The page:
Bermondsey United Charity School for Girls in Grange Walk, 1830

In Grange Walk

Bermondsey Sq Antiques Market every Friday

A cottage garden in Bermondsey

The Victoria, a magnificent tiled nineteenth century pub with its original spittoon, in Pages Walk

London Leather, Hide & Wool Exchange built 1878 by George Elkington & Sons, next to the 1833 Leather Market, it remained active until 1912.

At the entrance to St Thomas’ Church

You may also like to take a look at

In Old Clerkenwell

In Old Rotherhithe

In Fleet St

In Mile End Old Town

In Old Stepney

17 Responses leave one →
  1. Terry Edwards permalink
    July 7, 2017

    Can you shed any light on The Grange? There’s a picture here of Grange Walk, and in the area there is a street called The Grange, and a pub of the same name. Was there a manor house here, a Grange? Thank you.

  2. Maria permalink
    July 7, 2017

    Thank you for accompanying us on this magical walk through Bermondsey, I have thoroughly enjoyed myself.

  3. BPL permalink
    July 7, 2017

    A lovely coincidence, I too found myself in Bermondsey for the first time in some ten years. I used to work in the shoe and leather trade in Bermondsey Street. For the first time in a long time, I happened to have business in the Leathermarket the past few weeks. I, too, wandered Snowfield and Morocco Street, very happy to see the scrappy auto repair whilst everything else seems so polished and sophisticated. I marvelled at how beautiful and preserved everything seemed–and that I didn’t nearly take enough of that in when I was younger. But perhaps it was all more rough around the edges then… Glad to see we were wandering the same streets. Your pictures echo my thoughts.

  4. July 7, 2017

    Great to see Bermondsey looking so spruced up these days. I last visited it in the 70s, and it was very depressing back then. Valerie

  5. July 7, 2017

    Thanks for this. I have spent a lot of time in this area as my ancestors came from here – skin dressers in the leather trade, sojourns in the workhouse that has now gone, general working class poverty in the nineteenth century – and it is fascinating to see it change. That there is an offshoot of White Cube at the top of Bermondsey Street is bizarre.
    Re the query above about the Grange and Grange Street – you can find out a lot about Bermondsey Abbey on line (also check Collage, the Guildhall archive for great images) but the street was laid out on the site of the Abbey grange or mill. It was a huge place and dominated this part of south London for centuries. The monks used the (now covered) Neckinger and their mills were around here. Happy hunting amongst the archives!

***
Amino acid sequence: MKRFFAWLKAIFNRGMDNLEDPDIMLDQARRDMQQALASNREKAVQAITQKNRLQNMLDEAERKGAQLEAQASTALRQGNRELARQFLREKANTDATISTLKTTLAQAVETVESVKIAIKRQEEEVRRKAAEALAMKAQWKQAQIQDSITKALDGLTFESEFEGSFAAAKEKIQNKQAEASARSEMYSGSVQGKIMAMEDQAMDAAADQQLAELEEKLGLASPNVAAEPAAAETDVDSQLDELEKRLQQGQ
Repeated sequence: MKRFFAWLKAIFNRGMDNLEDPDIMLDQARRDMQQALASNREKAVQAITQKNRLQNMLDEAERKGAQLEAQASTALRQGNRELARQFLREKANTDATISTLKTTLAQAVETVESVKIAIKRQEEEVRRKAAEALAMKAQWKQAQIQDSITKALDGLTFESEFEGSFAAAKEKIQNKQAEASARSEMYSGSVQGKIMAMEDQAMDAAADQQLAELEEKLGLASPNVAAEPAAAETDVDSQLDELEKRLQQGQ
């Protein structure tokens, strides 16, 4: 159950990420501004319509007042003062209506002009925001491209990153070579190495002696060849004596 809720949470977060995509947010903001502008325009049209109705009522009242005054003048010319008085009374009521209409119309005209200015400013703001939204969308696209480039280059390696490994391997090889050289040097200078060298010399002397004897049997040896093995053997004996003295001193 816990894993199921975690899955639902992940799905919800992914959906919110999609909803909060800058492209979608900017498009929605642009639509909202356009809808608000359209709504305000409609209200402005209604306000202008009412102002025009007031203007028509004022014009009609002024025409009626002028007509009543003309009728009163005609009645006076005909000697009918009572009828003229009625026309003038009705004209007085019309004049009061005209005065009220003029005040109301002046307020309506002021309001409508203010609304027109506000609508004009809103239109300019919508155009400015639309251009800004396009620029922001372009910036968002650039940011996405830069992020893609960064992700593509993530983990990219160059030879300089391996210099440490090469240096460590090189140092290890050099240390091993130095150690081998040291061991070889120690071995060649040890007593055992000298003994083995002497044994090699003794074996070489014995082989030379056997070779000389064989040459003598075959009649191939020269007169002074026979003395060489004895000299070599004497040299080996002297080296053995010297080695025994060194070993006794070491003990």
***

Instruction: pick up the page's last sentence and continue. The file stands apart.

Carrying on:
6. Baden permalink
    July 7, 2017

    Probably a dumb question but is Bermondsey pronounced with emphasis on the first or second syllable?

  7. Malcolm permalink
    July 7, 2017

    When the demolition of old Bermondsey took place in the early 1980’s, much of this historic area was lost forever. What is left is but a few remnants of what was, until then, still very much a part of London that had retained its almost Medieval character. Certainly, some of it still looks a bit Dickensian but prior to the destruction of the river frontage and the old buildings that lined the narrow streets, much of Bermondsey – at least the parts that survived the blitz – was still as Dickens himself would have known it. The seemingly unstoppable demolition of old London continues unabated along the South of the river, every day a new glass carbuncle seems to burst out of the ancient soil, another steel and glass erection, towering over the old buildings, casting long shadows like black fingers grasping the light from the streets. What is left of old Bermondsey today is home to the ghosts of old London Town.
    Another great post GA. The pictures are excellent too.

  8. JenniB permalink
    July 7, 2017

    Makes me want to go for a walk – especially in this weather and with my camera fully charged and an empty card! Thank you for this post – just lovely photos and so atmospheric.

  9. Helen Breen permalink
    July 7, 2017

    Greetings from Boston,